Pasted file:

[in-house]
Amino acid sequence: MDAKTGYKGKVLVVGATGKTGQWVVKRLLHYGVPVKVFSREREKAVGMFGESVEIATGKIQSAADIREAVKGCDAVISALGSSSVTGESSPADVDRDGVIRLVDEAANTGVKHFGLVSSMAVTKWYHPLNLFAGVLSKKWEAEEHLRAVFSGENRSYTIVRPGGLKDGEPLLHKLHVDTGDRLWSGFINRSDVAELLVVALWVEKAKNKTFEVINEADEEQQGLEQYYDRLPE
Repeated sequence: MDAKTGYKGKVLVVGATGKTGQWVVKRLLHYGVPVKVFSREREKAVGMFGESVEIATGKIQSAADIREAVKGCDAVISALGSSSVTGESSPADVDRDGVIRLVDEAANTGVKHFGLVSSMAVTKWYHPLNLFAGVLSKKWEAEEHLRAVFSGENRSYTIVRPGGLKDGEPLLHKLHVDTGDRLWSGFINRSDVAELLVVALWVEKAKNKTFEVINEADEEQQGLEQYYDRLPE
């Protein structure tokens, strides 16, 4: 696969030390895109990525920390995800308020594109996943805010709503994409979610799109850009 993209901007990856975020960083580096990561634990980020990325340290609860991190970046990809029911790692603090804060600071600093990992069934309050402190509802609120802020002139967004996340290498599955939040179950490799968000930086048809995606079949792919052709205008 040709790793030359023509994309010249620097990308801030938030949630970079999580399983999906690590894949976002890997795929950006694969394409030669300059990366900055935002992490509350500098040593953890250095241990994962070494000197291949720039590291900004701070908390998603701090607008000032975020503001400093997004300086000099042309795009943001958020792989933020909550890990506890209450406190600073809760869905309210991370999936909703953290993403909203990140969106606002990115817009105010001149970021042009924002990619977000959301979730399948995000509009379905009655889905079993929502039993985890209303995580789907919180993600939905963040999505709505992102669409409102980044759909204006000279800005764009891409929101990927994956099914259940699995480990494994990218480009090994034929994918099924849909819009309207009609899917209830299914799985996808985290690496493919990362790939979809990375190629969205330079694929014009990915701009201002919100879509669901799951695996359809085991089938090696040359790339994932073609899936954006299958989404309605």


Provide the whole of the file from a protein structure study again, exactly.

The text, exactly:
[in-house]
Amino acid sequence: MDAKTGYKGKVLVVGATGKTGQWVVKRLLHYGVPVKVFSREREKAVGMFGESVEIATGKIQSAADIREAVKGCDAVISALGSSSVTGESSPADVDRDGVIRLVDEAANTGVKHFGLVSSMAVTKWYHPLNLFAGVLSKKWEAEEHLRAVFSGENRSYTIVRPGGLKDGEPLLHKLHVDTGDRLWSGFINRSDVAELLVVALWVEKAKNKTFEVINEADEEQQGLEQYYDRLPE
Repeated sequence: MDAKTGYKGKVLVVGATGKTGQWVVKRLLHYGVPVKVFSREREKAVGMFGESVEIATGKIQSAADIREAVKGCDAVISALGSSSVTGESSPADVDRDGVIRLVDEAANTGVKHFGLVSSMAVTKWYHPLNLFAGVLSKKWEAEEHLRAVFSGENRSYTIVRPGGLKDGEPLLHKLHVDTGDRLWSGFINRSDVAELLVVALWVEKAKNKTFEVINEADEEQQGLEQYYDRLPE
């Protein structure tokens, strides 16, 4: 696969030390895109990525920390995800308020594109996943805010709503994409979610799109850009 993209901007990856975020960083580096990561634990980020990325340290609860991190970046990809029911790692603090804060600071600093990992069934309050402190509802609120802020002139967004996340290498599955939040179950490799968000930086048809995606079949792919052709205008 040709790793030359023509994309010249620097990308801030938030949630970079999580399983999906690590894949976002890997795929950006694969394409030669300059990366900055935002992490509350500098040593953890250095241990994962070494000197291949720039590291900004701070908390998603701090607008000032975020503001400093997004300086000099042309795009943001958020792989933020909550890990506890209450406190600073809760869905309210991370999936909703953290993403909203990140969106606002990115817009105010001149970021042009924002990619977000959301979730399948995000509009379905009655889905079993929502039993985890209303995580789907919180993600939905963040999505709505992102669409409102980044759909204006000279800005764009891409929101990927994956099914259940699995480990494994990218480009090994034929994918099924849909819009309207009609899917209830299914799985996808985290690496493919990362790939979809990375190629969205330079694929014009990915701009201002919100879509669901799951695996359809085991089938090696040359790339994932073609899936954006299958989404309605």